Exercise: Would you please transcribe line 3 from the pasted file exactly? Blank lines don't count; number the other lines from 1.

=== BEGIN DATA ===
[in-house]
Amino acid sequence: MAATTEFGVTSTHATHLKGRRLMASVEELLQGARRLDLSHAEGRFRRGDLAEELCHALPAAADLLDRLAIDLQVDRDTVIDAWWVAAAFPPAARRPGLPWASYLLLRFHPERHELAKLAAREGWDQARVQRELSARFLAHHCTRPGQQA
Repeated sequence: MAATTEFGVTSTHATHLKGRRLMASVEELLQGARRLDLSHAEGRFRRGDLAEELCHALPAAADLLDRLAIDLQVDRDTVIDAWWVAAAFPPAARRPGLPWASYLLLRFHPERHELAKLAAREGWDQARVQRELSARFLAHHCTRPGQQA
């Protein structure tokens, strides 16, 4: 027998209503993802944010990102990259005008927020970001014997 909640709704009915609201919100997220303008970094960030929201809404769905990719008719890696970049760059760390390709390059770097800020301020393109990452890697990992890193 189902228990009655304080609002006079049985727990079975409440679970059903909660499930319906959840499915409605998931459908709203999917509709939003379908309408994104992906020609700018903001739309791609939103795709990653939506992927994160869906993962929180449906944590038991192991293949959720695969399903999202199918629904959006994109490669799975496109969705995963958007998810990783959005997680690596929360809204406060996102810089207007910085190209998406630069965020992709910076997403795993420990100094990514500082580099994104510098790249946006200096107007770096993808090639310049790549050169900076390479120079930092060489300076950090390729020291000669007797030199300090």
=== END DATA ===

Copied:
Repeated sequence: MAATTEFGVTSTHATHLKGRRLMASVEELLQGARRLDLSHAEGRFRRGDLAEELCHALPAAADLLDRLAIDLQVDRDTVIDAWWVAAAFPPAARRPGLPWASYLLLRFHPERHELAKLAAREGWDQARVQRELSARFLAHHCTRPGQQA